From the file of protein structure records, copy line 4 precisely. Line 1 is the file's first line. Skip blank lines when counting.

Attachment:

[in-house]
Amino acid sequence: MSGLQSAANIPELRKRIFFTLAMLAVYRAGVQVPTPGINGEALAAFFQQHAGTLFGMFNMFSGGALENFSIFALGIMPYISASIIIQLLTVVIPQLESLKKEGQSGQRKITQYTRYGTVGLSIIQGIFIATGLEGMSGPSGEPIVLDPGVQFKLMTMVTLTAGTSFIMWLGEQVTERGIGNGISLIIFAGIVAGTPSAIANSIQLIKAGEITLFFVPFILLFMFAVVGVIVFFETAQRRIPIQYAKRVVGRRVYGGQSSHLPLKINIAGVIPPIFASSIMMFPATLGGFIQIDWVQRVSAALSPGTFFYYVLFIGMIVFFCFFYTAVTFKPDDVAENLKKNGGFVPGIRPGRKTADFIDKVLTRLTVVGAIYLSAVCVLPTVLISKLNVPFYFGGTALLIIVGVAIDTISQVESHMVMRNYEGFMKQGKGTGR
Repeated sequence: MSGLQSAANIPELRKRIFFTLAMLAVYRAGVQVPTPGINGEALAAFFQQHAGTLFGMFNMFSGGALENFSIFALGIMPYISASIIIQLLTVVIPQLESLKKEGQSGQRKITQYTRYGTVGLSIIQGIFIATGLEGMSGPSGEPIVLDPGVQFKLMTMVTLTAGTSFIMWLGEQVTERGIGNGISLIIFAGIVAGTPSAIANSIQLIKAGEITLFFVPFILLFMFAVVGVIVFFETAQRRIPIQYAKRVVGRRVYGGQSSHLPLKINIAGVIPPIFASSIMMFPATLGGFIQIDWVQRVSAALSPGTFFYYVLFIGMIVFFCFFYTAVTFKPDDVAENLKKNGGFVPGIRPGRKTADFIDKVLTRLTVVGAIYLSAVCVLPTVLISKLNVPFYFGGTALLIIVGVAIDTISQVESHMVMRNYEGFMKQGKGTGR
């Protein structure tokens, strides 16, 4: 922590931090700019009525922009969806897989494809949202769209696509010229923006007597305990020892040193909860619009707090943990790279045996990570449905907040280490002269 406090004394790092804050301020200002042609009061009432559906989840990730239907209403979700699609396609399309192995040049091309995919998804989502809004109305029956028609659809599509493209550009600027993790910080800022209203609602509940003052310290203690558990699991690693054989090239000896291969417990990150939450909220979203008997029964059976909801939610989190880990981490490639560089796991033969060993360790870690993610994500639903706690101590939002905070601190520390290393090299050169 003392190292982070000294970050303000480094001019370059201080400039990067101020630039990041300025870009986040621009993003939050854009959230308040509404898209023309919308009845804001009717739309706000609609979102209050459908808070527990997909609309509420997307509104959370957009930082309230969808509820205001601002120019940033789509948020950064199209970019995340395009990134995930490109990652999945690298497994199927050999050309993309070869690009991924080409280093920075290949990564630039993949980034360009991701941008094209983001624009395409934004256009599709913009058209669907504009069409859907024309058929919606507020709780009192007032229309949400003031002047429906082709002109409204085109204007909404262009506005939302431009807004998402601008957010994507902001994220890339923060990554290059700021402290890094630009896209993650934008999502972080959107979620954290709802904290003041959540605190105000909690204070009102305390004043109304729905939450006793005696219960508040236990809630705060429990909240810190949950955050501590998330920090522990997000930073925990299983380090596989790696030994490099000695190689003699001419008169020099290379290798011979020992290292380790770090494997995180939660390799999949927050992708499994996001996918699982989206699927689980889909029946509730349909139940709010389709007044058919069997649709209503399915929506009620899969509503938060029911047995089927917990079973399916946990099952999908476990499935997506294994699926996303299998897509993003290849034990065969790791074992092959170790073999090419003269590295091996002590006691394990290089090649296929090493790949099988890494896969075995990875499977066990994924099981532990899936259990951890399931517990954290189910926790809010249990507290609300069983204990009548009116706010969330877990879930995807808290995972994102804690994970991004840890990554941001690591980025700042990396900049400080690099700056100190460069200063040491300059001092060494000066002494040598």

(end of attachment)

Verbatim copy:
């Protein structure tokens, strides 16, 4: 922590931090700019009525922009969806897989494809949202769209696509010229923006007597305990020892040193909860619009707090943990790279045996990570449905907040280490002269 406090004394790092804050301020200002042609009061009432559906989840990730239907209403979700699609396609399309192995040049091309995919998804989502809004109305029956028609659809599509493209550009600027993790910080800022209203609602509940003052310290203690558990699991690693054989090239000896291969417990990150939450909220979203008997029964059976909801939610989190880990981490490639560089796991033969060993360790870690993610994500639903706690101590939002905070601190520390290393090299050169 003392190292982070000294970050303000480094001019370059201080400039990067101020630039990041300025870009986040621009993003939050854009959230308040509404898209023309919308009845804001009717739309706000609609979102209050459908808070527990997909609309509420997307509104959370957009930082309230969808509820205001601002120019940033789509948020950064199209970019995340395009990134995930490109990652999945690298497994199927050999050309993309070869690009991924080409280093920075290949990564630039993949980034360009991701941008094209983001624009395409934004256009599709913009058209669907504009069409859907024309058929919606507020709780009192007032229309949400003031002047429906082709002109409204085109204007909404262009506005939302431009807004998402601008957010994507902001994220890339923060990554290059700021402290890094630009896209993650934008999502972080959107979620954290709802904290003041959540605190105000909690204070009102305390004043109304729905939450006793005696219960508040236990809630705060429990909240810190949950955050501590998330920090522990997000930073925990299983380090596989790696030994490099000695190689003699001419008169020099290379290798011979020992290292380790770090494997995180939660390799999949927050992708499994996001996918699982989206699927689980889909029946509730349909139940709010389709007044058919069997649709209503399915929506009620899969509503938060029911047995089927917990079973399916946990099952999908476990499935997506294994699926996303299998897509993003290849034990065969790791074992092959170790073999090419003269590295091996002590006691394990290089090649296929090493790949099988890494896969075995990875499977066990994924099981532990899936259990951890399931517990954290189910926790809010249990507290609300069983204990009548009116706010969330877990879930995807808290995972994102804690994970991004840890990554941001690591980025700042990396900049400080690099700056100190460069200063040491300059001092060494000066002494040598």